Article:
They love to chase things and follow their nose, so they need a sturdy fence and leash.
This breed from Japan found its way into America about 60 years ago, but their ancestors were arguably the most ancient Japanese breed.
Another independent breed, the Shiba-Inu, does well with alone time.
While they have energy, they are not as hyper and need exercise as other hunting breeds. They have short, easy-to-care-for coats.
Shiba-Inus love to use their mouths to play. They will need training not to bite. These pups need socialization training and obedience classes starting from a young age.
They do not do well with kids. An experienced trainer is needed here.
12. Canaan Dog
Coming from ancient Israel, the Canaan is believed to be the dog that the Hebrews used in biblical times to guard camps and herd livestock.
If that doesn't qualify them for my most ancient dog breeds list, I don't know what would!
These healthy fur babies are easy to groom and shed very little. Easy to train and intelligent, they enjoy “working.” They don’t tend to wander, preferring to stay around the house.
Territorial and protective, Canaan Dogs do not like kids, strangers, or other animals. They will need socialization training starting from puppyhood.
Instead of repetitive play, they like to keep things new and interesting.
The Shar-pei is believed to originate from ancient China during the Han Dynasty. Statues from this era depict the breed.
Calm dogs, dogs in this breed, do not need much exercise and aren’t overly hyper. They don’t mind being alone. These canines also shed very little and are easy to keep clean and groomed.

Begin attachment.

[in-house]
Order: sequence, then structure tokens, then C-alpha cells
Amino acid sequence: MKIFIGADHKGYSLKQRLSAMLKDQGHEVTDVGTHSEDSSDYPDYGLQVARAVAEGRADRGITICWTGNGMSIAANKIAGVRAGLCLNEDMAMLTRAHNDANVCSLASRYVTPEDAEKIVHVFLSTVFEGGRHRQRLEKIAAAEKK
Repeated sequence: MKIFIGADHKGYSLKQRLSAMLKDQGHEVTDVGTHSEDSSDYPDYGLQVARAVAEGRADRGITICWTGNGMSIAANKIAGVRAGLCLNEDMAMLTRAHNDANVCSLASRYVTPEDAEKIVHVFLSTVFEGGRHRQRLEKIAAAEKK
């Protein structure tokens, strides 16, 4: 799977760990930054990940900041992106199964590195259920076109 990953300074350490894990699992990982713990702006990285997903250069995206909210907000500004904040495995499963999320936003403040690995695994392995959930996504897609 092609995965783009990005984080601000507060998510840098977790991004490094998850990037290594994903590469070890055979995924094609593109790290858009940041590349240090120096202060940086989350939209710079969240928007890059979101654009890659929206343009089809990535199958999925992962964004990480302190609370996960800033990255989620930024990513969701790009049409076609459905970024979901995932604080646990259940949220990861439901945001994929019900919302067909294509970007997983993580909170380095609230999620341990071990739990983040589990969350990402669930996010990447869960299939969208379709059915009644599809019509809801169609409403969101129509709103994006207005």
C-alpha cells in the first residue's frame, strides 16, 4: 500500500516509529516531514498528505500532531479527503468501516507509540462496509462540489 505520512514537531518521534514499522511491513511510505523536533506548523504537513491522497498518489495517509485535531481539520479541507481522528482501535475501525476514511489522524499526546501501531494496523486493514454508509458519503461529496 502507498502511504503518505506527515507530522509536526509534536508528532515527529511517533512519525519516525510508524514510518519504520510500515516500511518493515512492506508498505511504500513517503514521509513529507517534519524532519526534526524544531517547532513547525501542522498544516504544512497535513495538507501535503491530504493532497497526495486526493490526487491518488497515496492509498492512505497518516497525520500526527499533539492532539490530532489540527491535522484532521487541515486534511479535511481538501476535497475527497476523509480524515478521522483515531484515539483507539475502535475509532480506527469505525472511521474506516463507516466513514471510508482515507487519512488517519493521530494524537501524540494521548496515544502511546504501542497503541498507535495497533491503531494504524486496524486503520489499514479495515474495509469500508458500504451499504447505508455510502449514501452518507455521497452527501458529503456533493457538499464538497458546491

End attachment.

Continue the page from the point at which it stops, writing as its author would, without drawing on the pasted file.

Stand-offish and independent, these pooches are not very playful or affectionate. They generally do not like kids or people they don’t know.
They have a territorial nature, so they don’t like other dogs either.
Mexico/Central American Native Tribes are suspected to be the first to have these ancient dog breeds as pets. They are one of the world’s oldest and rarest breeds. Just call this dog Xolo (Sho-Lo) for short.
Also known as the “Mexican Hairless,” this breed is said to be hypo-allergenic. This pet comes in three sizes, so you can get the one that best fits your living situation.
Wary of strangers, these dogs make great watchdogs.
A little high-strung, these pups do not do well around children and other animals. Often missing teeth, these dogs often have a gap-toothed smile.
These pets can become aggressive and destructive if left alone too much.
This sighthound, coined the “Arabian Greyhound,” is one of the ancient dog breeds used for hunting. They date back to at least the 800 millennium BCE. They were first seen in Northern Africa.
This dog is great for the athletic or someone looking for a competition dog. The breed sports endurance, agility, and speed.
These pups would love to run obstacle courses every day, and they would excel.
Due to their energy levels and ability, they need a large yard with a high fence. Sloughis are independent dogs that usually do not like kids and other animals.